VEDANTAM: I want to talk about a second category of bullshit jobs, David. This one involves managers who come up with meaningless assignments for their subordinates. You call them taskmasters.

GRAEBER: That's right. Now, a taskmaster is a type of bullshit job which involves - there's two different types, actually. One of them is simply a supervisor of people who don't need supervision, and a lot of middle managers wrote to me and said that they had that kind of job. You know, often, they'd done a certain job; they got promoted to management, so they knew what was entailed doing the job, and they knew that, basically, they didn't need supervision at all, but they had to pretend they were supervising them anyway.

But another type is exactly what I was describing in the case of universities - people whose job seems to end up being creating paperwork and unnecessary tasks for other people to do. So again, to go back to the middle management example, say you did have a job, and you got promoted to supervising that job, and you knew that they didn't need supervision. Gradually, you would realize that, rather than just sit here all day, probably the best thing you could do to make - look good to your boss is to create some kind of target system. You know, give them paperwork to do to make sure they're hitting their targets, and then there'll be something to file and process, and you'll have something that you can do.


VEDANTAM: The classic example comes from the story of a woman named Chloe.

GRAEBER: She was one of the few people who was in academic administration - in the higher echelons - who was willing to come forward and admit this to me. She said, well, you know, I took on this job as a nonexecutive dean. So non-executive basically means you have no power; you don't control money; so you're strategic; you're supposed to come up with ideas, but you have no real ability to make anybody do that. So essentially, she had a pointless job. She would come up with a plan, and then nobody would pay any attention. However, she was given three assistants. Again, that's what happens. As soon as you get a prestigious position, they immediately give you assistants, and then you have to figure out something for them to do. In her case, none of them had any obvious function, so she had to spend her time making up things for them to do so they wouldn't get in trouble for just sitting around.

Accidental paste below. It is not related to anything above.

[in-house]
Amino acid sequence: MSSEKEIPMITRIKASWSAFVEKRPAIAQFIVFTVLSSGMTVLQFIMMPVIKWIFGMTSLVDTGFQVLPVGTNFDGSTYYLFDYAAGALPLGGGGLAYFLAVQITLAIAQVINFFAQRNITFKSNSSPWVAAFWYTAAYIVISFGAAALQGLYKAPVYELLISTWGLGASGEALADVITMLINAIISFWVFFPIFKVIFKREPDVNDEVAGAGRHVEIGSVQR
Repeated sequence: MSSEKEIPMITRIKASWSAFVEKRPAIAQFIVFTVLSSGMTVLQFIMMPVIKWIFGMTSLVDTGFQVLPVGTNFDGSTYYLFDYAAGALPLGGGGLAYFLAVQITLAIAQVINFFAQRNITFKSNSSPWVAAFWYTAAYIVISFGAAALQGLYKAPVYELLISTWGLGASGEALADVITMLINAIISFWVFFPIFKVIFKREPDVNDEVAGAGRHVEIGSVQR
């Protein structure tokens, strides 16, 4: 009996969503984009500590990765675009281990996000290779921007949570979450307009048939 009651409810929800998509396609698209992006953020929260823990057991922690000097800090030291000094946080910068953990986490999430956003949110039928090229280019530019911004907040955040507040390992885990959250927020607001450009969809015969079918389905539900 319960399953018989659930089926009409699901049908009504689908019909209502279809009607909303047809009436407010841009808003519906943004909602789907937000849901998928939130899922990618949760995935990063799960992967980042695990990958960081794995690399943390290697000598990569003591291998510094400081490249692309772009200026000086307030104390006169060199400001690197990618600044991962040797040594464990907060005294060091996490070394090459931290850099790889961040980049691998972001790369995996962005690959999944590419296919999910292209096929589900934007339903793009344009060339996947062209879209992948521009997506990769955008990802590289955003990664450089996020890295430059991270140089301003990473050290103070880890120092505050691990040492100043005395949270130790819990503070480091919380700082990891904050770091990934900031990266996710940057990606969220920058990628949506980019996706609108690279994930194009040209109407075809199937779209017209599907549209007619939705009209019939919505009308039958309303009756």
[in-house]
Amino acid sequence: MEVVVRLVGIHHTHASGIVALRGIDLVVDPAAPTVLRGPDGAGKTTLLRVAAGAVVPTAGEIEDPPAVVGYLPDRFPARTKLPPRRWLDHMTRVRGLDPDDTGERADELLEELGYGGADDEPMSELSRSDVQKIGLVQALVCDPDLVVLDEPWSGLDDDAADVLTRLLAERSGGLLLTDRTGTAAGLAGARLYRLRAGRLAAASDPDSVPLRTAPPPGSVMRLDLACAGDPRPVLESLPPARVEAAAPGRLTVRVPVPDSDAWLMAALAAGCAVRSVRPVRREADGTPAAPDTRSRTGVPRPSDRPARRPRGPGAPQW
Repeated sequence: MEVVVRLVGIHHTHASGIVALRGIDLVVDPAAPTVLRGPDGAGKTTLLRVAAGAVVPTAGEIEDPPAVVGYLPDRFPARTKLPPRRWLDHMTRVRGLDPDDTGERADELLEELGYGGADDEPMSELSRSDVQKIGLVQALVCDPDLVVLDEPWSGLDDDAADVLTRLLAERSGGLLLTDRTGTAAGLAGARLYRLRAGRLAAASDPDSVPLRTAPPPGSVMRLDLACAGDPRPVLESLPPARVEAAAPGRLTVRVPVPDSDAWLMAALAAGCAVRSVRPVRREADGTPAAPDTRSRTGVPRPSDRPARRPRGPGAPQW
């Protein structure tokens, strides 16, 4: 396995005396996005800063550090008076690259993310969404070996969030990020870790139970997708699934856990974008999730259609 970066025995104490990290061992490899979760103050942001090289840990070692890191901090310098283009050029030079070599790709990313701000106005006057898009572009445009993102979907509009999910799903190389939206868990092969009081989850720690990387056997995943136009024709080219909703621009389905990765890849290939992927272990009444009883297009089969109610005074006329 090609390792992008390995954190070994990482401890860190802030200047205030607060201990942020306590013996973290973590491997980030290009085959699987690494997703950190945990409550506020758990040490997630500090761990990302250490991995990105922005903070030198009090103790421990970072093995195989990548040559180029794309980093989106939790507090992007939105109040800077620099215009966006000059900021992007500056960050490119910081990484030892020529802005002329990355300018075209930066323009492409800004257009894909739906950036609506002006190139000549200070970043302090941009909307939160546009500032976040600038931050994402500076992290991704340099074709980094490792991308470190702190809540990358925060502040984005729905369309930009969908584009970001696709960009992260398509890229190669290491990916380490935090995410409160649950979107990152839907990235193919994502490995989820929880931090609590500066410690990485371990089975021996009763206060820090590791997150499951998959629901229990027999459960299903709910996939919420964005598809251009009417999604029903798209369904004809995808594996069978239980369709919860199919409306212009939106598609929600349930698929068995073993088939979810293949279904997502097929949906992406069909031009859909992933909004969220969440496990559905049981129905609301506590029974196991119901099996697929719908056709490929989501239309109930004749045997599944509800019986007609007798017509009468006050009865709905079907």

VEDANTAM: So you can have b.s. jobs to help the boss feel like he's actually necessary when he isn't. You can have b.s. jobs that are designed to paper over problems that an organization cannot or does not want to fix. David also describes a third type of b.s. job. On the surface, these jobs are not pointless, but the only reason an organization has them is because other organizations have them. David calls the people who work these jobs goons. I asked him what he meant by the term.

GRAEBER: I had to make that up because so many people wrote to me with jobs that I hadn't really anticipated, jobs which involved a certain element of aggression, which might have seemed necessary or helpful to the corporation - they weren't completely useless - but that the people doing them felt shouldn't exist anyway, largely because they felt the entire industry or profession was unnecessary.


GRAEBER: So telemarketers were a great example.


UNIDENTIFIED PERSON #6: Hi, Mr. Vedantam. I'm calling today with a special offer for...

GRAEBER: Telemarketers felt strongly that - I mean, 95 percent of telemarketers, I'm sure, feel strongly that if all telemarketers were to vanish in a puff of smoke, the world would be a better place. But a lot of corporate lawyers feel that way, too. I mean, you know, sure; there's some higher-ups who would argue, no, corporate law is very important; it holds things together. But you know, most corporate lawyers I've talked to - who are usually the lower-ranking ones - will say, oh, come on; I mean, if this entire industry were to disappear, it would be great; you know, I mean, you only need a corporate lawyer because somebody else has a corporate lawyer. It's a little like a feudal lord. You know, I mean, they always say feudal lords are there to protect the peasants, right? That's their justification for taking feudal rents. But, you know, if you really look into the matter, who are they protecting the peasants from? Other feudal lords. So again, if there were no feudal lords, feudal lords would be unnecessary. So that's why I called them goons. There's an element of aggression there, and - but on the other hand, you know, they're only there because other such aggressive people exist.